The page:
Corporate campus is a necessary evil

Look around you. Much of MacEwan Student Centre is under renovation to allow for more university-run food kiosks (and less frightening staircases). North of MSC, construction of the Information Communications and Technology building, which will service the educational needs of future generations of engineers and computer scientists, is taking place. Parking lot 11 is undergoing a major expansion. The University of Calgary is trying to find a tenant for their proposed multi-million dollar research transition facility (RTF), and the Faculty of Kinesiology is planning a major upgrade to their facilities.

There sure are a lot of "improvements" taking place on campus these days.
The common factor between all these developments is that they are all being built to bring the U of C more money. In the case of new parking, directly; in the case of the ICT building or KNES upgrades, indirectly from increased enrollment (and presumably, the eventual alumni contributions).

At first glance, all the revenue generation around you might seem crass. Our institution of higher learning is slowly blanketing the campus’ remaining green spaces with asphalt and parking meters. Mac Hall will soon feature another three or four KFCs or Subways or the like. The proposed RTF will likely be leased almost entirely to a private corporation. The "corporate-friendly" faculties, like computer science, get snazzy new buildings while the students in the jazz program practice in crumbling… oh, right. They axed the jazz program already.

What’s next? A university-run casino? Carney-style games in Science Theatres?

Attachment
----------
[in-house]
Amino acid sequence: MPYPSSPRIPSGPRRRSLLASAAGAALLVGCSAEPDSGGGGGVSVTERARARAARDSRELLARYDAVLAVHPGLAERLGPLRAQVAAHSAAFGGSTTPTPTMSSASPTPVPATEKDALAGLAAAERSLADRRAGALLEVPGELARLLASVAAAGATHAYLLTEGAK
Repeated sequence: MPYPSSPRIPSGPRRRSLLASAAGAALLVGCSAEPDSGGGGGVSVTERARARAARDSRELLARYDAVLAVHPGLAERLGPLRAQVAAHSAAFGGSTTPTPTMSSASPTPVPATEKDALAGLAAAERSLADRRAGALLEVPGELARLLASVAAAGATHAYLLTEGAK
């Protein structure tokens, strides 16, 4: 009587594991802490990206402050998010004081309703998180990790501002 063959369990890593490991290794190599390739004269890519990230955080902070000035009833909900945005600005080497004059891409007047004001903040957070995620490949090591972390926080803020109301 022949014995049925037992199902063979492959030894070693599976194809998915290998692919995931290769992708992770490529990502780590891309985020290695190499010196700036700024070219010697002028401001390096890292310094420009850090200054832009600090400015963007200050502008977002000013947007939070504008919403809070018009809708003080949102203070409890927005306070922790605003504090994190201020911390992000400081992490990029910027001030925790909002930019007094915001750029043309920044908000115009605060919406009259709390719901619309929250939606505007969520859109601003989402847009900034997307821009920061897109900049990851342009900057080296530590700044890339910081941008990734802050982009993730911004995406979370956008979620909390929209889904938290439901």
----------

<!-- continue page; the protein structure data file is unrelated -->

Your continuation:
You may not like your university’s investment in revenue generation over an investment in improving your education (say, through bringing our library up to snuff or giving professors some sort of job security by not hiring primarily sessionals), but, truthfully, does the university have any choice? Most of the money for these projects comes from outside sources and specific government grants for technology upgrades.

Running a university costs a lot of money–money that isn’t going to come in sufficient amounts from the Klein government. If there isn’t going to be much (or any) increase to post-secondary funding, the university has to make money somehow. Taking money from outside sources is one way; raising tuition is another of their most lucrative options and also one of the most unpopular. Students have successfully lobbied against a maximum hike for the last two years and every indication is they will do so again this year.

So what would you do if you ran the U of C? Shoot for a maximum allowable tuition increase and further anger a cynical student population? Would you spend time and money lobbying a government who puts a frighteningly low priority on education?

As much as one might find the concept of a university reduced to these sorts of cash grabs repulsive, the alternatives are even worse. It seems our U of C is simply picking the best of a bad series of choices. It seems the real blame for the sorry state our campus lies, once again, with Mr. Klein and Mr. Oberg.

Hopefully, students will remember this when tuition protest season rolls around again.

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